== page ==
Singer Allan Blye has stories to tell about Elvis, the Smothers Brothers and Rich Little
Posted by Andrea Ratuski, SCENE Producer | Wednesday June 19, 2013
Allan Blye wrote Elvis Presley's '68 Comeback Special (supplied by Allan Blye/CP)
He was very humble and an absolutely terrific guy. I learned a lot from what he was all about. He remained my friend till the day he died.
—Allan Blye, on Elvis Presley
He's worked with the likes of Elvis Presley, The Smothers Brothers, Sonny and Cher, Frank Sinatra, The Beatles, Andy Williams and Jack Benny. He even counts Rich Little as a close friend.
Former Winnipegger Allan Blye returns to the city and to his first love, singing, with a concert of Yiddish songs as part of the fifth Mameloshen Festival of Yiddish Entertainment and Culture.
Blye, now 75, says growing up in Winnipeg was a wonderful experience because there was no Internet and no television, so young people were involved in cultural things and sports. He started participating in shows as a singer and actor and sang in the synagogue choir.
"I learned the fundamentals of all those things. It became a terrific gift to me on many levels."
He also performed a lot on CBC Radio and Television and produced a live variety show called Club 41. He later continued his performing and producing career for CBC in Toronto.
The Smothers Brothers
It was as a result of one of his television shows that Blye landed his gig as a writer and producer for The Smothers Brothers. The pair were in Toronto to perform and happened to catch Blye's variety show on TV.
Tom Smothers got Blye's number and called him up immediately after seeing the show at 11:00 pm, but Blye, thinking it was his friend Rich Little doing an imitation of Smothers, hung up on him.
They eventually connected and he was invited to meet with the producers. "I got hired and within two years I was head writer and producer and the rest is very good, fortunate history," he says.
Looking back, Blye is still amazed that he got the chance to work with the 'greatest of the great.' "I grew up on Selkirk Avenue in the North End of Winnipeg, a cut above poverty," he explains.
"It never entered my mind that I would end up not only being in the entertainment business but meeting and working with the most talented and unique and special people in the entertainment business. It's just a miracle, really, to have those roots in Winnipeg and have been in their world working with all those men and women."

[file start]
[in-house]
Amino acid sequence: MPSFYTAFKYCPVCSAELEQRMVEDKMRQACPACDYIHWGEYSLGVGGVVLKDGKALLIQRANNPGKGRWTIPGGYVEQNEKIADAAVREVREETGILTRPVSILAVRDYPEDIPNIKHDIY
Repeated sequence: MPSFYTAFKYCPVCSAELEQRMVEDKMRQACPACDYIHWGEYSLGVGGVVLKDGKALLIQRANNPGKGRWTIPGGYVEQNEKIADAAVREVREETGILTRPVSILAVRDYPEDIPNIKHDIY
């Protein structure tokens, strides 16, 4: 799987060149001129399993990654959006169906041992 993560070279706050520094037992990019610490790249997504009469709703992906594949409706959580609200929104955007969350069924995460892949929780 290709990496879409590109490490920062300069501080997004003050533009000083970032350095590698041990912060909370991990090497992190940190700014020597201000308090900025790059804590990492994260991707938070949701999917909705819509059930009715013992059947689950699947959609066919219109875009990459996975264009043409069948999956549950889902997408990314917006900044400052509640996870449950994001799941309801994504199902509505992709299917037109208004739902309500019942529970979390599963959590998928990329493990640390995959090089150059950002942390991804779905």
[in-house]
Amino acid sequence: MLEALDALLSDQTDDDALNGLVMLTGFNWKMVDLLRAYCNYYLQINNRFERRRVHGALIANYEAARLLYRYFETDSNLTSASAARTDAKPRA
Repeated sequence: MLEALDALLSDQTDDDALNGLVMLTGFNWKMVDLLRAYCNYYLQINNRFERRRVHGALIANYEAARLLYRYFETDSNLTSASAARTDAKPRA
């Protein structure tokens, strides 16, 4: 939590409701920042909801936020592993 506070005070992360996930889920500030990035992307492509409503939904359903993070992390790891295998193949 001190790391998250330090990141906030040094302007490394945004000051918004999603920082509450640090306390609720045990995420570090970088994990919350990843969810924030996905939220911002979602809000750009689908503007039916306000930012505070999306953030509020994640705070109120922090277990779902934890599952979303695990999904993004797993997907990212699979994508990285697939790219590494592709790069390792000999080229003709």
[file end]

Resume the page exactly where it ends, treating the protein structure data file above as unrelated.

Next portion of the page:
Blye also recounts the time he was asked to write a special with Elvis Presley. He suggested they do a retrospective, an idea Presley's manager hated, but Presley loved it. So they went with it.
A song from the '68 Comeback Special:
Late one Friday night, just before they went into production, Blye was shocked to find Elvis Presley at his doorstep. He had managed to escape the entourage that never seemed to leave his side and drove to Blye's house on a motorcycle.
What followed was a rollicking good time of scotch, cigars and conversation. Then Presley picked up the Blye's son's half-size guitar and regaled Blye and his wife with a stream of music well into the night.
"He was a respectful guy and was astounded at his success. He was very humble and an absolutely terrific guy. I learned a lot from what he was all about. He remained my friend till the day he died."
Through Blye's rich and storied career, he never forgot his roots as a singer and continues to sing as a cantor in the synagogue. He says he is tickled about his Winnipeg show.
"It's the thing I love the most. With all the writing and all the producing, the thing I do most naturally and enjoy the most is to sing."
Allan Blye sings Yiddish songs, accompanied by Ron Paley, on June 19 at the Winnipeg Art Gallery. It's part of the Mameloshen (mother tongue) Festival of Yiddish Entertainment and Culture.